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The old days.


It’s a big birthday year for some people I love. My dear dad just turned sixty, and two of my friends are celebrating their 30 and 35th birthdays this month.

I’m not quite there yet – although 30 is just two years away. But I’m ready: popular culture has almost brainwashed me into believing the North American maturity myth, and I’m prepared for all sorts of crazy things to start happening to my anxiety levels and my ambitions, or lack of them.

I’m still firmly enjoying my late twenties, (or at least being able to smugly tell people that I’m still in them), but lately I’ve been noticing a marked change in the way I move about the world.

This growing list, (working, email forward, cheesy comedian title: you know you’re getting old when…) is more than a little disconcerting.

Take, for example, shopping. When did I stop buying clothes simply because they were cute, and start purchasing things because they were “good quality?” Time was, I’d snap up anything with style, fit or trendiness, especially if it was on sale – now I muse over whether something will wear well, has good fibres, can be tailored.

Or shoes. Despite my hard-to-fit feet, I’ve still managed to amass a decent footwear collection. But what I was willing to wander around this city in for hours is no longer coming out of its box – I am choosing comfortable shoes over those snazzy suede red heels that pinch my toes every time.

And noise. Don’t get me started on noise. Since when did my first instinct at sitting too close to a speaker propel me to a more sensible chair in the back of the room, instead of a sudden urge to jump up and dance, or start screaming along with the music? Since when do I surreptitiously wear earplugs to my buddies’ slammin’ indie concert at the local pub? Since when is my biggest concern in class that people are happily whispering to one another instead of paying attention to a lecture? I used to pass notes with the best of them – now I glower at the frat boys and first-year flirts with a cranky air and tapping fingers.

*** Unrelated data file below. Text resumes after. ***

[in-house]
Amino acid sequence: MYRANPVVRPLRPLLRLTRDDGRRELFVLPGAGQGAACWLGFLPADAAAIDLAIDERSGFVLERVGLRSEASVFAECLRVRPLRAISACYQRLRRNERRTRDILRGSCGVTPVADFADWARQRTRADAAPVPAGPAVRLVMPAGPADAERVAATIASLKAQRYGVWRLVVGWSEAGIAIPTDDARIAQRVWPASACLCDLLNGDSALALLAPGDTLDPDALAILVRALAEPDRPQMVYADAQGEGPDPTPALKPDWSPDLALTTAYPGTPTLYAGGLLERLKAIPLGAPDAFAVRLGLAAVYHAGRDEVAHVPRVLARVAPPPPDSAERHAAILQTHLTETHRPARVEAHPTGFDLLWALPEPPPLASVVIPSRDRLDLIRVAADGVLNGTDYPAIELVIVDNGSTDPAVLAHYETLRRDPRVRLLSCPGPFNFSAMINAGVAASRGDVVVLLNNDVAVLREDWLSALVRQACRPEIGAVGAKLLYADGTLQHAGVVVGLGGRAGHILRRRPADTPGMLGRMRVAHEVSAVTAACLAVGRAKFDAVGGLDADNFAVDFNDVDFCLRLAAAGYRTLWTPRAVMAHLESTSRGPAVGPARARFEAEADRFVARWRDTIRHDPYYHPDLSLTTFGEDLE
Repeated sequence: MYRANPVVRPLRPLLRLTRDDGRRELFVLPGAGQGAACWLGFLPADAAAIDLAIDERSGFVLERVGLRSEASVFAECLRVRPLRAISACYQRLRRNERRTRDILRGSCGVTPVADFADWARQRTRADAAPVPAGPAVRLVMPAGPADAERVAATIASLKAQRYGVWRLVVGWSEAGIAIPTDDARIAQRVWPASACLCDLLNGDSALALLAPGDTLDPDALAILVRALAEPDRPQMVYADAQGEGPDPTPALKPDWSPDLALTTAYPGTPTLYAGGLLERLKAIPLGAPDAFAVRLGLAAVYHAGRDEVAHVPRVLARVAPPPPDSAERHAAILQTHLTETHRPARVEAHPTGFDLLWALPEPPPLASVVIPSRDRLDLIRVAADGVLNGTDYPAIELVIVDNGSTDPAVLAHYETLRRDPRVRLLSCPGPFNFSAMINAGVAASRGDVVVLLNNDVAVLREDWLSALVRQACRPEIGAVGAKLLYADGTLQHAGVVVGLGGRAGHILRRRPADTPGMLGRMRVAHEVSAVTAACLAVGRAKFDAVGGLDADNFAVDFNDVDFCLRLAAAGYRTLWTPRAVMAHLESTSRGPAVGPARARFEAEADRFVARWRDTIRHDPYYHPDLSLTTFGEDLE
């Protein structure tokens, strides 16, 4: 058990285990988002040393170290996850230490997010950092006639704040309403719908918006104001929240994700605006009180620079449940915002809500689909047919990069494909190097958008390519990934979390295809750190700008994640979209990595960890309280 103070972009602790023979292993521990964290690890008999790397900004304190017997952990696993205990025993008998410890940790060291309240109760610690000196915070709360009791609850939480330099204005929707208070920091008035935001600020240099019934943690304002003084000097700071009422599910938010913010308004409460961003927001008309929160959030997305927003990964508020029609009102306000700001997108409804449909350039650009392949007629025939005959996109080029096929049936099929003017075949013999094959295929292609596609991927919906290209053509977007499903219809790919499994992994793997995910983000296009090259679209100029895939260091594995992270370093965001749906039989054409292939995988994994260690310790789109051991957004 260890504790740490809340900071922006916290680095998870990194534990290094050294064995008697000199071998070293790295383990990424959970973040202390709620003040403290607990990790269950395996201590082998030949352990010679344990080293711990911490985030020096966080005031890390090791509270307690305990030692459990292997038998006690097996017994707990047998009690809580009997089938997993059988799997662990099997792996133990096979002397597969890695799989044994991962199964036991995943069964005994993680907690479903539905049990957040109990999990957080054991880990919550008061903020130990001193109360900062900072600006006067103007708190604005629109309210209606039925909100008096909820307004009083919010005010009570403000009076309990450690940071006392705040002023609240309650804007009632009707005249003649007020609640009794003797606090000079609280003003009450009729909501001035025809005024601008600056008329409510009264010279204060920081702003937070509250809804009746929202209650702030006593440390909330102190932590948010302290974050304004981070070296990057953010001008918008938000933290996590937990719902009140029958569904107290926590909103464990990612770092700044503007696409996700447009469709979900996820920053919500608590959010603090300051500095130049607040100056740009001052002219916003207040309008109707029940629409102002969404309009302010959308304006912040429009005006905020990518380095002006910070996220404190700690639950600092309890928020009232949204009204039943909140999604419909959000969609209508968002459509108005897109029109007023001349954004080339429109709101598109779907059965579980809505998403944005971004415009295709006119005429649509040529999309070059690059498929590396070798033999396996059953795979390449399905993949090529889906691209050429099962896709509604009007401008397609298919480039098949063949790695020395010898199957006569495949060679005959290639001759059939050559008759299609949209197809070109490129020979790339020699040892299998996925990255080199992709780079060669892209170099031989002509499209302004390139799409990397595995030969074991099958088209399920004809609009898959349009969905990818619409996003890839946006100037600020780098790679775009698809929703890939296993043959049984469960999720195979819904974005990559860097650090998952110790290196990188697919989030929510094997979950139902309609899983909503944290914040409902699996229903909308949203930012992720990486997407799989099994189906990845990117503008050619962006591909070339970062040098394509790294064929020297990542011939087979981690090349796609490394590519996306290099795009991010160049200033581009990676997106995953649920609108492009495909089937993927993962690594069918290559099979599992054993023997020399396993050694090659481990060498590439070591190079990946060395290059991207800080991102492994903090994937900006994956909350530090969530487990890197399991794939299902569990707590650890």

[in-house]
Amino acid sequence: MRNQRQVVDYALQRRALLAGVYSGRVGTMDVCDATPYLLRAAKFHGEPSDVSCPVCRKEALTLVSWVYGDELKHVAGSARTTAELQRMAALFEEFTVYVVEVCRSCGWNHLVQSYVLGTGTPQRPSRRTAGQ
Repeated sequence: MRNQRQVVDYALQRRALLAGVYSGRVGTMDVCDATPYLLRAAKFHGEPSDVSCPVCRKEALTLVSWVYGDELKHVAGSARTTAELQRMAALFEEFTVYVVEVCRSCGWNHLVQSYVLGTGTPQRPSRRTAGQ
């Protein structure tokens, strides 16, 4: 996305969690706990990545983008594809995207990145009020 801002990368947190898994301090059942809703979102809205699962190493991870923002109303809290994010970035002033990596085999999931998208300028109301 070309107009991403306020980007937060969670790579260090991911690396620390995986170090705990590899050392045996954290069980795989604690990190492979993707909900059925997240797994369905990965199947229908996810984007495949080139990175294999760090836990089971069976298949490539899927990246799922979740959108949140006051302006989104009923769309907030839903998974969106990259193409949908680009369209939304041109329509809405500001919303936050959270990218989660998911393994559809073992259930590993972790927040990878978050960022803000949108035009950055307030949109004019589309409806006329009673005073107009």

Never mind that all the kids I used to babysit are now in university, or that my urge to go to bed at a reasonable hour usually trumps an impromptu trip out into the nightlife with fun-loving friends.

I’ve even caught myself doing the whole “kids these days” schtick, rolling my eyes at the various fashion faux pas, lack of manners, and general apathy of the next generation. Not long ago, I was happy to be one of those kids, hanging around, blithely offending multiple sensibilities.

Worst of all, my joints ache when it’s going to rain. All I need is a seaman’s cap, an eye patch and a pipe in my mouth. Actually, that sounds like a great outfit for my own 30th birthday party, a mere two years away.

I should mention, despite all the trepidation, that I have seen some folk age gracefully, and I’m not really that scared.

My dad is mellowing into a fine vintage, a man who has held on to his tender heart, all the while gracefully letting go of a great many things as he gains wisdom and experience in all his dealings with people and the food he faithfully serves them. His birthday party alone proved that getting older is something to look forward to. All the folk who huddled under tents in my aunt’s backyard were there, despite the downpour, to celebrate a man who has continued to give of himself and his time to other people. I’m looking forward to the day that my two friends and I, all in our sixties, can look back and laugh at my little worried-about-getting-older list – just like my dad’s best friend, who has known him since they were twenty-something, travelled all the way to an island backyard, family in tow, to give my dad a big hug and a happy birthday. Besides, you need comfortable shoes and a good night’s sleep, as well as a quality rain jacket, for a trip like that.